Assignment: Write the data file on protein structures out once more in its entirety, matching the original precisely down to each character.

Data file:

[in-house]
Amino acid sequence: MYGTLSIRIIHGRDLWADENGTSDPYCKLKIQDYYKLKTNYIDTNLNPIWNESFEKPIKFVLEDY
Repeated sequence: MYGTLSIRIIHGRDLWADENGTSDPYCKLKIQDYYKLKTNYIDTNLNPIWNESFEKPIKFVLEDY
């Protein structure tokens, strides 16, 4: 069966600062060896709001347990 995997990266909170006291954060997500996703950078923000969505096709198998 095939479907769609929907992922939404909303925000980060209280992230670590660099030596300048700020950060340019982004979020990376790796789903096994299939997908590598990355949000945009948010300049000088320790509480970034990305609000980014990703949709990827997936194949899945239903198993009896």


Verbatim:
[in-house]
Amino acid sequence: MYGTLSIRIIHGRDLWADENGTSDPYCKLKIQDYYKLKTNYIDTNLNPIWNESFEKPIKFVLEDY
Repeated sequence: MYGTLSIRIIHGRDLWADENGTSDPYCKLKIQDYYKLKTNYIDTNLNPIWNESFEKPIKFVLEDY
């Protein structure tokens, strides 16, 4: 069966600062060896709001347990 995997990266909170006291954060997500996703950078923000969505096709198998 095939479907769609929907992922939404909303925000980060209280992230670590660099030596300048700020950060340019982004979020990376790796789903096994299939997908590598990355949000945009948010300049000088320790509480970034990305609000980014990703949709990827997936194949899945239903198993009896």